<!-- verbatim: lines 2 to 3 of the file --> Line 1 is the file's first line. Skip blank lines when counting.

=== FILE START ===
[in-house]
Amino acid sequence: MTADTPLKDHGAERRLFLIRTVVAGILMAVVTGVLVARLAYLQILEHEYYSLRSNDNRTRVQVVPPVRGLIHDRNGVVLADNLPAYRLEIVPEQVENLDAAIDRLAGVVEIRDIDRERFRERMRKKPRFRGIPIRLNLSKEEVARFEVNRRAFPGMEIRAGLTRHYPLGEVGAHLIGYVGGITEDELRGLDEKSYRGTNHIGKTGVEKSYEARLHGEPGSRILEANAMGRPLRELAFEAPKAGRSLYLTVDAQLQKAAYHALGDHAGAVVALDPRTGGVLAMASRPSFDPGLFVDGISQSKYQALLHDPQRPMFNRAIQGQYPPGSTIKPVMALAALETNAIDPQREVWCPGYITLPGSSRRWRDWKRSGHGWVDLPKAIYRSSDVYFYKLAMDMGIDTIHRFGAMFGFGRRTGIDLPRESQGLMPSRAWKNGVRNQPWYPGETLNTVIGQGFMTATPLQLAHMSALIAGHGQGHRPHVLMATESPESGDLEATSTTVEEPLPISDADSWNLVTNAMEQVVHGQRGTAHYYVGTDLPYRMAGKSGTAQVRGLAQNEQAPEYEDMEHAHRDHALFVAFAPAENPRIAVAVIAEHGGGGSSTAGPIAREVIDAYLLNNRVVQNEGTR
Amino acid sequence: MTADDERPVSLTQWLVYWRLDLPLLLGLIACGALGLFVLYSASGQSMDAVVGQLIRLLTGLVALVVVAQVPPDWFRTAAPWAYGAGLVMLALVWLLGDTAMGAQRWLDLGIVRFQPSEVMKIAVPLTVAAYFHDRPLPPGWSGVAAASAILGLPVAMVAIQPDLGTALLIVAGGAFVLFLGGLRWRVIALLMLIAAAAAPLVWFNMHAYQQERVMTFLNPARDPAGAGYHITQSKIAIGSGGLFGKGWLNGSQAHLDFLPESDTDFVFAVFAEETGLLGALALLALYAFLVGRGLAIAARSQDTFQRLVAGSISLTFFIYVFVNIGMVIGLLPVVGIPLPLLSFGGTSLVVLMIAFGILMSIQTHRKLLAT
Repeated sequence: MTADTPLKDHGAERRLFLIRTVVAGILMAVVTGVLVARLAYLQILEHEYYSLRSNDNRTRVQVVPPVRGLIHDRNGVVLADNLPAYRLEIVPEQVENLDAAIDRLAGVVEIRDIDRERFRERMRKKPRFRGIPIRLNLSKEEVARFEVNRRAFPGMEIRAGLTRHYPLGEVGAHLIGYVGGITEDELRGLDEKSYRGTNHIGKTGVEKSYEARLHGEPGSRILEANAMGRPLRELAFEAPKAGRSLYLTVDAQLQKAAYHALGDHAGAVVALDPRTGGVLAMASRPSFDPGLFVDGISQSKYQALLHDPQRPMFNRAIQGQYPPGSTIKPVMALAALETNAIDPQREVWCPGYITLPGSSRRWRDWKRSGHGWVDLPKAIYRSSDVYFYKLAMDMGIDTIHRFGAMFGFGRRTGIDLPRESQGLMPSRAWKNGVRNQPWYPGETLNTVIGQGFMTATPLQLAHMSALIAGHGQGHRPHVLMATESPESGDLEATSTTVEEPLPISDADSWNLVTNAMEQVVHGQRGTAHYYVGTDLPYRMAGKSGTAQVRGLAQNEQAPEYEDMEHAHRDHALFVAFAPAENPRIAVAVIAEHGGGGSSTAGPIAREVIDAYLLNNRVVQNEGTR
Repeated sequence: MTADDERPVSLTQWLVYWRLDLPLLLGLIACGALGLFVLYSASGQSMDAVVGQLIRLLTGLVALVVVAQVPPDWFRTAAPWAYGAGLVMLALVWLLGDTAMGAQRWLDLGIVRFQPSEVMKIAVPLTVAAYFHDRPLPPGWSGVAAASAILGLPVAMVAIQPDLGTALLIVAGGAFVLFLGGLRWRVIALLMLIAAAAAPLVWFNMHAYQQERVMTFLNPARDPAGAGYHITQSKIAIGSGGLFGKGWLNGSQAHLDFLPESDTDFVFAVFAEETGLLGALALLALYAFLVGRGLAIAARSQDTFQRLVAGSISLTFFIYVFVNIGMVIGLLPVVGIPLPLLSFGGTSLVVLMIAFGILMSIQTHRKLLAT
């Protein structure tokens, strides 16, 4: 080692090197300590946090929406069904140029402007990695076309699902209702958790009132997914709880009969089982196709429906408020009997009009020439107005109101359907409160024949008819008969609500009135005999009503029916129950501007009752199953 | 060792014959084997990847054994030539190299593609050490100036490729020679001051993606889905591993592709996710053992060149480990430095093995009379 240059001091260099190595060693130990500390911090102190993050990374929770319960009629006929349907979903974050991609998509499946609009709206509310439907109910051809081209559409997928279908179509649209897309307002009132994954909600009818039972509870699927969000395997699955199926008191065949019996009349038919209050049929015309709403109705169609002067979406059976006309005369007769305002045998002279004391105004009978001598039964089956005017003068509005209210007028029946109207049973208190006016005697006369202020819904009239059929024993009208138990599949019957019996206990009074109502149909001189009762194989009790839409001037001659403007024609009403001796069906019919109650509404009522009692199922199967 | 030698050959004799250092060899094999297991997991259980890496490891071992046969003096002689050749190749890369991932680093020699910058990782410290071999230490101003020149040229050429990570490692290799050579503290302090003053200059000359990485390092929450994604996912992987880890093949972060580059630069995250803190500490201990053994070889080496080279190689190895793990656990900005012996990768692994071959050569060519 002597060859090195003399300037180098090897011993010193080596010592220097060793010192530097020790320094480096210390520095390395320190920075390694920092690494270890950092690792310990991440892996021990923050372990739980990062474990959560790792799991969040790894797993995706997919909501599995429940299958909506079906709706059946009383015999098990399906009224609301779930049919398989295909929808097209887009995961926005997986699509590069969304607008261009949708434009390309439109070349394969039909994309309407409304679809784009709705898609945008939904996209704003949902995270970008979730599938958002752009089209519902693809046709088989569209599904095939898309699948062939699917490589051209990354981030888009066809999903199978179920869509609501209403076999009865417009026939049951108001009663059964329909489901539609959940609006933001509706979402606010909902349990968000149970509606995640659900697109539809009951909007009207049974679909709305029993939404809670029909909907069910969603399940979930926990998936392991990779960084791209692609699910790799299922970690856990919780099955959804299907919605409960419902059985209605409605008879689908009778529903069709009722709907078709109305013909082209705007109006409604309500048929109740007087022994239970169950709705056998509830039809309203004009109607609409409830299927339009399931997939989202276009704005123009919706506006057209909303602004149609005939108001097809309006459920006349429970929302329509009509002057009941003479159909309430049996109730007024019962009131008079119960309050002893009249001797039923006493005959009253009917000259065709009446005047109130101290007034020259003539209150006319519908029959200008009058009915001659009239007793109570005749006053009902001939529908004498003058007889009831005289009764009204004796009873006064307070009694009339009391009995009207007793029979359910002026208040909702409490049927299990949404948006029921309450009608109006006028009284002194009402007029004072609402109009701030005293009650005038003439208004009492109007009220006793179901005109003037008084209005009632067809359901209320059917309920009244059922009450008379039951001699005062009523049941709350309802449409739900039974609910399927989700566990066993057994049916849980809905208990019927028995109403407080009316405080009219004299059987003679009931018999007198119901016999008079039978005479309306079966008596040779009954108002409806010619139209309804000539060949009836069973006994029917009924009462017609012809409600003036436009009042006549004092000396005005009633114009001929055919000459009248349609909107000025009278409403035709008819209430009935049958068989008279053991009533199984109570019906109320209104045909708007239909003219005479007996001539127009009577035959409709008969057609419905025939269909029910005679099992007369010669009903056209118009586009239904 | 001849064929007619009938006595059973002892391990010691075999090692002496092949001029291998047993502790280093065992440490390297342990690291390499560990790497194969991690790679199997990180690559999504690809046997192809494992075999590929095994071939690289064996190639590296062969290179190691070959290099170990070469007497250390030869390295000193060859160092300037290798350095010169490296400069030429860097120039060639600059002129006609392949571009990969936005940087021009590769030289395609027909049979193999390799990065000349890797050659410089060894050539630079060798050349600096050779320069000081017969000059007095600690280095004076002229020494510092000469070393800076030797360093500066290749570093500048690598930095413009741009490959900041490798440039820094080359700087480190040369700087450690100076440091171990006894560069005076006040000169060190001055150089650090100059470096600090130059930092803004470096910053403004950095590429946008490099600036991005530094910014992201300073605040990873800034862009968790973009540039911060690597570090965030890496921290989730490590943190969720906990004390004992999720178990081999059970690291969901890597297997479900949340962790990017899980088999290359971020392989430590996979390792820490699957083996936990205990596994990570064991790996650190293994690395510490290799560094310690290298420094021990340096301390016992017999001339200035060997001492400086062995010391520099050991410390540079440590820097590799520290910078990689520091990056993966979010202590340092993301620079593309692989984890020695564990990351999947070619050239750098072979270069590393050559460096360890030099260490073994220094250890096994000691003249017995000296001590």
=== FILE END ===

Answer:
Amino acid sequence: MTADTPLKDHGAERRLFLIRTVVAGILMAVVTGVLVARLAYLQILEHEYYSLRSNDNRTRVQVVPPVRGLIHDRNGVVLADNLPAYRLEIVPEQVENLDAAIDRLAGVVEIRDIDRERFRERMRKKPRFRGIPIRLNLSKEEVARFEVNRRAFPGMEIRAGLTRHYPLGEVGAHLIGYVGGITEDELRGLDEKSYRGTNHIGKTGVEKSYEARLHGEPGSRILEANAMGRPLRELAFEAPKAGRSLYLTVDAQLQKAAYHALGDHAGAVVALDPRTGGVLAMASRPSFDPGLFVDGISQSKYQALLHDPQRPMFNRAIQGQYPPGSTIKPVMALAALETNAIDPQREVWCPGYITLPGSSRRWRDWKRSGHGWVDLPKAIYRSSDVYFYKLAMDMGIDTIHRFGAMFGFGRRTGIDLPRESQGLMPSRAWKNGVRNQPWYPGETLNTVIGQGFMTATPLQLAHMSALIAGHGQGHRPHVLMATESPESGDLEATSTTVEEPLPISDADSWNLVTNAMEQVVHGQRGTAHYYVGTDLPYRMAGKSGTAQVRGLAQNEQAPEYEDMEHAHRDHALFVAFAPAENPRIAVAVIAEHGGGGSSTAGPIAREVIDAYLLNNRVVQNEGTR
Amino acid sequence: MTADDERPVSLTQWLVYWRLDLPLLLGLIACGALGLFVLYSASGQSMDAVVGQLIRLLTGLVALVVVAQVPPDWFRTAAPWAYGAGLVMLALVWLLGDTAMGAQRWLDLGIVRFQPSEVMKIAVPLTVAAYFHDRPLPPGWSGVAAASAILGLPVAMVAIQPDLGTALLIVAGGAFVLFLGGLRWRVIALLMLIAAAAAPLVWFNMHAYQQERVMTFLNPARDPAGAGYHITQSKIAIGSGGLFGKGWLNGSQAHLDFLPESDTDFVFAVFAEETGLLGALALLALYAFLVGRGLAIAARSQDTFQRLVAGSISLTFFIYVFVNIGMVIGLLPVVGIPLPLLSFGGTSLVVLMIAFGILMSIQTHRKLLAT